My Wildest Dreams

What if your dreams all came true? I challenge you to consider that they already have. What we “wish” for is actually what we think about the most. So if we obsessively ponder our problems all day, we are sending our vital energy into re-creating those problems. If we constantly focus our thoughts on the anxiety of an uncertain future, we miss what’s happening right now. Life is right now.


But what about those Wild Dreams? How do we make them come true if we’re always caught up in the moment?


Manifesting is a bit mysterious. It begins with an intention. I talk a lot with my yoga classes about creating specific visions of how we want our lives to be. Before or after we meditate we take a moment to experience our most cherished feeling, or to picture our ideal lives, including the sounds, smells, tastes, sensations and sights that bring it to life. I like to experience a feeling of joy growing in my heart and tingling through my whole body. From this place it’s easy to imagine myself doing the things I love, spending time with my dear ones, surrounded by beauty, and contributing my work happily to the world.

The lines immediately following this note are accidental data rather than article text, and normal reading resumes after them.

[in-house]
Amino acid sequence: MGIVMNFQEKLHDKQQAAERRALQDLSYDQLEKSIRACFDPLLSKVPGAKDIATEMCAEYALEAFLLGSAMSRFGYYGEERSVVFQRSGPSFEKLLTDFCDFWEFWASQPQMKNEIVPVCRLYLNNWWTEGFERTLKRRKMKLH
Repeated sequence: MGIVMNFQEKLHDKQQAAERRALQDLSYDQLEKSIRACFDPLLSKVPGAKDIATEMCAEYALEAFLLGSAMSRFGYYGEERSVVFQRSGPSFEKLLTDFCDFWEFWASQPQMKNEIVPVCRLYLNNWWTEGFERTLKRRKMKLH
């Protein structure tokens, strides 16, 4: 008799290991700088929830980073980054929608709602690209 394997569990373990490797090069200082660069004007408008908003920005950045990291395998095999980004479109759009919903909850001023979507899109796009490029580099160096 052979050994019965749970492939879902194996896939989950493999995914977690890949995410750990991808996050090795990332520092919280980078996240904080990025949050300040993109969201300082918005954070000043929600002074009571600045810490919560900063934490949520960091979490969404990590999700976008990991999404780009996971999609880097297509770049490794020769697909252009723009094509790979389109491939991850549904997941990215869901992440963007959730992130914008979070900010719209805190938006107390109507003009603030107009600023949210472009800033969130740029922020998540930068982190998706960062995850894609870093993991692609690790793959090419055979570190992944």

The Realm of Infinite Possibilities


The interesting thing about intentions is that they don’t always manifest exactly the way we picture. Sometimes they manifest in amazing ways we could have never imagined. Other times we get something different, but it gives us the feeling we were seeking in a better way.

Continue reading

How Last Year’s 3 Greatest Challenges Transformed My Life

I didn’t realize how great 2011 was for me until my metaphysical friend Dennis Andres asked me over Thai food for my top three highlights of the year. Strange and wonderful things came up:


At The Summit: Audrey, Sage, Nik, Mike & Melissa